Biopics about famously accomplished people who succeed despite their handicaps are prime Oscar fodder. But fictional films about ordinary people with disabilities are much more unpredictable. Adam is one of those rare gems that manages to meet at the crossroads.
Adam (Dancy) has a mild form of autism called Asperger’s syndrome. Essentially, he doesn’t understand basic social cues, making it difficult for him to interact with other people. But his relationship with new neighbor Beth (Byrne) changes all that. As Adam becomes more comfortable with Beth, he also becomes more comfortable with society. This gradual transformation culminates in Adam’s slightly disappointing, but ultimately fitting, ending, and only adds to its credibility.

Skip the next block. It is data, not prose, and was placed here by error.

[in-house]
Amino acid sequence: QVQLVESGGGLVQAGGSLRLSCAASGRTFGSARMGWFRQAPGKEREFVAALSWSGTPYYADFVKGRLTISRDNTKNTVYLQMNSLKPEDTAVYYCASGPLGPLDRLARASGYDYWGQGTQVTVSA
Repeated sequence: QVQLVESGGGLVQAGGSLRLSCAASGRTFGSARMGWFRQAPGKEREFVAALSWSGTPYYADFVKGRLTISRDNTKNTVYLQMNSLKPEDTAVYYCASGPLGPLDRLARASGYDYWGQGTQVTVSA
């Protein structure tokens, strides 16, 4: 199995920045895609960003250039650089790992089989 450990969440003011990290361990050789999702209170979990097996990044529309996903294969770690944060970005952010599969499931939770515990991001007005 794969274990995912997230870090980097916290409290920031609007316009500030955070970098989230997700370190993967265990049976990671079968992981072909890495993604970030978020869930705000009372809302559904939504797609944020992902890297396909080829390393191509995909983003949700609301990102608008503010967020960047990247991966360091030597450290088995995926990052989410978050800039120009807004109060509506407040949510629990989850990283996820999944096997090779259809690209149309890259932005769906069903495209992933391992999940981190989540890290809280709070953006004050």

Adam’s greatest strength comes from its lead actors’ performances. Byrne delights as Beth, perfectly balancing wit, vulnerability and mettle to captivate viewers from the first scene she steals. Her understanding and acceptance of Adam’s faults makes her the only believable partner for the man-child. Equally impressive is Dancy’s take on Adam. From the marked awkwardness to the continuous lack of eye contact, Dancy completely disappears into the persona of Adam. Known mostly for his romantic lead roles, Dancy proves with Adam that he’s ready to leave his days as Prince Charming behind.